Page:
Alexander Clark


Albany resident Alexander Clark appears to have been born during the 1720s. We seek information on his origins, path to Albany, and possible connection to Albany contemporary Patrick Clark. Perhaps he was a native of Scotland.

His wife was a somewhat younger Nancy (or Ann) Grant. In 1779 and 1781, the parents christened two children at the Albany Dutch church. Between 1786 and 1789, three children were christened by them at the Presbyterian church. At that time, Alexander was identified as a carpenter and as a laborer.

In 1779 and 1788, his house and lot in the second ward were valued on the city assessment rolls.

In April 1787, his account was paid from the city treasury.

In April 1788, his leased lot in the second ward (20'x 30' and bounded on the east by Duke Street) was referenced. At the end of May, his house was noted as being next to where Alexander Mc Gilvory petitioned to build.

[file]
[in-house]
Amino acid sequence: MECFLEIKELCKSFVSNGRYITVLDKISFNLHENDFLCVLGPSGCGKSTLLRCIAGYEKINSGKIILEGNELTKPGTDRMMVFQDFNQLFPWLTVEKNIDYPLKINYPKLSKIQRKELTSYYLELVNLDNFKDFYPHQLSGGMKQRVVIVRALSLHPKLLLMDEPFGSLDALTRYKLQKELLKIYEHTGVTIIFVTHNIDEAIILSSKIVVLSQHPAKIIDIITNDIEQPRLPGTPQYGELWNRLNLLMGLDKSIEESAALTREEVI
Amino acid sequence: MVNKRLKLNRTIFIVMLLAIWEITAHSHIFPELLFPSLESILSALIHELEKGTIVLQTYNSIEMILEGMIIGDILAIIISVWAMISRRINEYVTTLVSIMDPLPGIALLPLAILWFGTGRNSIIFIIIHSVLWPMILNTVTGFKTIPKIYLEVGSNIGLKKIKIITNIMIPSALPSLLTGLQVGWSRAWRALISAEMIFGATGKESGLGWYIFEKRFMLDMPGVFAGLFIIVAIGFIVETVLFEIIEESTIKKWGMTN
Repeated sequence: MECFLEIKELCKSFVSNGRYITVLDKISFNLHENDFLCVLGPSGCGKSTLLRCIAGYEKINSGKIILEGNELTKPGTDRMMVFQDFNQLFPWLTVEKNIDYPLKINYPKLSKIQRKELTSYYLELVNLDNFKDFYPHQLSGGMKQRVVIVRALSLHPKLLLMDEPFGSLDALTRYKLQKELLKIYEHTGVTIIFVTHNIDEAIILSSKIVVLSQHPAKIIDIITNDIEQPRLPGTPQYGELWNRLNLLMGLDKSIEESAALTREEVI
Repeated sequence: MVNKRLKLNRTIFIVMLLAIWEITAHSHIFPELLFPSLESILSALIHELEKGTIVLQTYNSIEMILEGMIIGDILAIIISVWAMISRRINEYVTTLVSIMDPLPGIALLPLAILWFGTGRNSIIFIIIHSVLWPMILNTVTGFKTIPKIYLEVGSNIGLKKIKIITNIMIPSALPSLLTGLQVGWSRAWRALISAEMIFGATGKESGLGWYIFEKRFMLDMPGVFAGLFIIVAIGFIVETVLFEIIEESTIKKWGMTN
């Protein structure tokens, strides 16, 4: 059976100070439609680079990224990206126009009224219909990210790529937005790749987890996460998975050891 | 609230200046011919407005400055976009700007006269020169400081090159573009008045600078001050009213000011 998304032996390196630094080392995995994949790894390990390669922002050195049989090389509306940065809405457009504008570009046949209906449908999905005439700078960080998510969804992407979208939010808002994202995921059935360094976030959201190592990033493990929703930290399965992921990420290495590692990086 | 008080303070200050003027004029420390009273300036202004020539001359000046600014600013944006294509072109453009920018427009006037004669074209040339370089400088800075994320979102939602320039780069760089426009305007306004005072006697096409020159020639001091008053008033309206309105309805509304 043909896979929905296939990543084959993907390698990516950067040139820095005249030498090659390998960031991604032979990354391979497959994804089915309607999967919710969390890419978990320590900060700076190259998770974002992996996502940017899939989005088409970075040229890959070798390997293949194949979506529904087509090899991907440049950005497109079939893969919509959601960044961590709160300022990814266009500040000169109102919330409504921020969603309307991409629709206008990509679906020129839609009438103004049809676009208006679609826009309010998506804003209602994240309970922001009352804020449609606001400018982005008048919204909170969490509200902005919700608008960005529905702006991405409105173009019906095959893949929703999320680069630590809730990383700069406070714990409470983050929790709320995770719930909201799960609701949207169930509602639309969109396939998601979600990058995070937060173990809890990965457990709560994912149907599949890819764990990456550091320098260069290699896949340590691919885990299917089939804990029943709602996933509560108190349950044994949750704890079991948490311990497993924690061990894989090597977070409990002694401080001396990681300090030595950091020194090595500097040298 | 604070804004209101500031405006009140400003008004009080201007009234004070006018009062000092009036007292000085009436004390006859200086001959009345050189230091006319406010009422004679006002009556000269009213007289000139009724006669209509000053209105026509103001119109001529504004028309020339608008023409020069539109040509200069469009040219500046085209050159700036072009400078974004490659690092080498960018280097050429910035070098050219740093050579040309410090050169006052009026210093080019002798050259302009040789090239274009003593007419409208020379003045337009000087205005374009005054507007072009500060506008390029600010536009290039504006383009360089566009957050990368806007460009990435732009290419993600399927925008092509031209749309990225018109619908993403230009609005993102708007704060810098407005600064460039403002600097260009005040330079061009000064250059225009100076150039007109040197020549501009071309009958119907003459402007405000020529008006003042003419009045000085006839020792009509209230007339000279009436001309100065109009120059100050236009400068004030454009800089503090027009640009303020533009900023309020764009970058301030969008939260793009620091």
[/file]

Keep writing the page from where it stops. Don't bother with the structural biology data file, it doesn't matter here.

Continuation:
However, in 1790, the only Alexander Clarks to appear on the census in New York State were residents of New York City and Washington County.

Alexander Clark died in April 1795 at the age of sixty-five. He was buried in the United Presbyterian Church plot in the cemetery in Albany.

In August of 1830, the Albany paper reported that "Ann, widow of Alexander Clark, died, aged 78. She was a native of Scotland, but had resided in Albany more than half a century."

biography in-progress


the people of colonial Albany Sources: The life of Alexander Clark is CAP biography number 7617. This sketch is derived chiefly from family and community-based resources.

first posted 2/20/13